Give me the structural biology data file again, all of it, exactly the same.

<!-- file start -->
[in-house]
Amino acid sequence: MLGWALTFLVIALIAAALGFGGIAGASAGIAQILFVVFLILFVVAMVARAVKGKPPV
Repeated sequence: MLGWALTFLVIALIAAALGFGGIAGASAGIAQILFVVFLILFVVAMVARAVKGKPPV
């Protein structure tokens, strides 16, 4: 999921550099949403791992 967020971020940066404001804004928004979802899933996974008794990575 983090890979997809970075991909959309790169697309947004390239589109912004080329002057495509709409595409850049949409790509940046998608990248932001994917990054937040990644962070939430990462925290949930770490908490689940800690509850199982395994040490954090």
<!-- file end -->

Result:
[in-house]
Amino acid sequence: MLGWALTFLVIALIAAALGFGGIAGASAGIAQILFVVFLILFVVAMVARAVKGKPPV
Repeated sequence: MLGWALTFLVIALIAAALGFGGIAGASAGIAQILFVVFLILFVVAMVARAVKGKPPV
């Protein structure tokens, strides 16, 4: 999921550099949403791992 967020971020940066404001804004928004979802899933996974008794990575 983090890979997809970075991909959309790169697309947004390239589109912004080329002057495509709409595409850049949409790509940046998608990248932001994917990054937040990644962070939430990462925290949930770490908490689940800690509850199982395994040490954090």